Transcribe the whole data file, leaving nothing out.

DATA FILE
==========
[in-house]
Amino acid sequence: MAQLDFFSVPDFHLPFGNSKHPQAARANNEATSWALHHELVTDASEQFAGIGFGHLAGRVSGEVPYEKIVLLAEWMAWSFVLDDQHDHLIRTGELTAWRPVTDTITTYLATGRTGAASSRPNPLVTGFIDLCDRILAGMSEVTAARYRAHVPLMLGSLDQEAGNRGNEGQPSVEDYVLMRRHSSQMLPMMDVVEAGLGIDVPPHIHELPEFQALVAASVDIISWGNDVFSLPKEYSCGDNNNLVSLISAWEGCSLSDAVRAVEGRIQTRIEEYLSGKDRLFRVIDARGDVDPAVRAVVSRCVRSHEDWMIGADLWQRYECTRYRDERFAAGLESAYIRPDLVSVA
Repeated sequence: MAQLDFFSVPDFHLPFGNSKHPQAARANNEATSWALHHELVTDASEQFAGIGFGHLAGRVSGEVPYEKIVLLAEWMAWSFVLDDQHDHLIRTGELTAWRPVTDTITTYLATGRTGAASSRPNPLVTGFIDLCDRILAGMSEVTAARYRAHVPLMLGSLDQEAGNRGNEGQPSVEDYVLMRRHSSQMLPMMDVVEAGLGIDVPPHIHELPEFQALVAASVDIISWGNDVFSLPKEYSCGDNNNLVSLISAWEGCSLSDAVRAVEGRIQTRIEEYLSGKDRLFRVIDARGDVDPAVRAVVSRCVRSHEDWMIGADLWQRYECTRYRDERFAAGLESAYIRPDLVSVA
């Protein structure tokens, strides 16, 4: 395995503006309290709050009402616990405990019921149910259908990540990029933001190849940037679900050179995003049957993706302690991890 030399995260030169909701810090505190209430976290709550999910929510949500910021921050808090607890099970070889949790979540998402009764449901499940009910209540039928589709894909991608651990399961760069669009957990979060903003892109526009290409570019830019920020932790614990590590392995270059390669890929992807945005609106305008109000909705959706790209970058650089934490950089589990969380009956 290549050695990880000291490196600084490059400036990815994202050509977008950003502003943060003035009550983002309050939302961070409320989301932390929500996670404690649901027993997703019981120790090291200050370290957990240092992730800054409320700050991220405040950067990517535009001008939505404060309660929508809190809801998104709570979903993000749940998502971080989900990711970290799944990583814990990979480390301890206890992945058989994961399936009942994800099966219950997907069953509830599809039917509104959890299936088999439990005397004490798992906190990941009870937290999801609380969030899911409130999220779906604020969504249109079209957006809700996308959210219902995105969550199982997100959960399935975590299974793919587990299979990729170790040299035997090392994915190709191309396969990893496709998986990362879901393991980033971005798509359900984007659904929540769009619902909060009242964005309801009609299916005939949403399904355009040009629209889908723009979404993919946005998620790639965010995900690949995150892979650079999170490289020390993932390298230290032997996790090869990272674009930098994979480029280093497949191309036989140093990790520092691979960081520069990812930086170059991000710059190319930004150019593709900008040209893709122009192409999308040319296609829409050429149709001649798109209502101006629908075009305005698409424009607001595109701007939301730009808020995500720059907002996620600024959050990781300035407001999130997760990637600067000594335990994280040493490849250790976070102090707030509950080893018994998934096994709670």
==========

[in-house]
Amino acid sequence: MAQLDFFSVPDFHLPFGNSKHPQAARANNEATSWALHHELVTDASEQFAGIGFGHLAGRVSGEVPYEKIVLLAEWMAWSFVLDDQHDHLIRTGELTAWRPVTDTITTYLATGRTGAASSRPNPLVTGFIDLCDRILAGMSEVTAARYRAHVPLMLGSLDQEAGNRGNEGQPSVEDYVLMRRHSSQMLPMMDVVEAGLGIDVPPHIHELPEFQALVAASVDIISWGNDVFSLPKEYSCGDNNNLVSLISAWEGCSLSDAVRAVEGRIQTRIEEYLSGKDRLFRVIDARGDVDPAVRAVVSRCVRSHEDWMIGADLWQRYECTRYRDERFAAGLESAYIRPDLVSVA
Repeated sequence: MAQLDFFSVPDFHLPFGNSKHPQAARANNEATSWALHHELVTDASEQFAGIGFGHLAGRVSGEVPYEKIVLLAEWMAWSFVLDDQHDHLIRTGELTAWRPVTDTITTYLATGRTGAASSRPNPLVTGFIDLCDRILAGMSEVTAARYRAHVPLMLGSLDQEAGNRGNEGQPSVEDYVLMRRHSSQMLPMMDVVEAGLGIDVPPHIHELPEFQALVAASVDIISWGNDVFSLPKEYSCGDNNNLVSLISAWEGCSLSDAVRAVEGRIQTRIEEYLSGKDRLFRVIDARGDVDPAVRAVVSRCVRSHEDWMIGADLWQRYECTRYRDERFAAGLESAYIRPDLVSVA
């Protein structure tokens, strides 16, 4: 395995503006309290709050009402616990405990019921149910259908990540990029933001190849940037679900050179995003049957993706302690991890 030399995260030169909701810090505190209430976290709550999910929510949500910021921050808090607890099970070889949790979540998402009764449901499940009910209540039928589709894909991608651990399961760069669009957990979060903003892109526009290409570019830019920020932790614990590590392995270059390669890929992807945005609106305008109000909705959706790209970058650089934490950089589990969380009956 290549050695990880000291490196600084490059400036990815994202050509977008950003502003943060003035009550983002309050939302961070409320989301932390929500996670404690649901027993997703019981120790090291200050370290957990240092992730800054409320700050991220405040950067990517535009001008939505404060309660929508809190809801998104709570979903993000749940998502971080989900990711970290799944990583814990990979480390301890206890992945058989994961399936009942994800099966219950997907069953509830599809039917509104959890299936088999439990005397004490798992906190990941009870937290999801609380969030899911409130999220779906604020969504249109079209957006809700996308959210219902995105969550199982997100959960399935975590299974793919587990299979990729170790040299035997090392994915190709191309396969990893496709998986990362879901393991980033971005798509359900984007659904929540769009619902909060009242964005309801009609299916005939949403399904355009040009629209889908723009979404993919946005998620790639965010995900690949995150892979650079999170490289020390993932390298230290032997996790090869990272674009930098994979480029280093497949191309036989140093990790520092691979960081520069990812930086170059991000710059190319930004150019593709900008040209893709122009192409999308040319296609829409050429149709001649798109209502101006629908075009305005698409424009607001595109701007939301730009808020995500720059907002996620600024959050990781300035407001999130997760990637600067000594335990994280040493490849250790976070102090707030509950080893018994998934096994709670």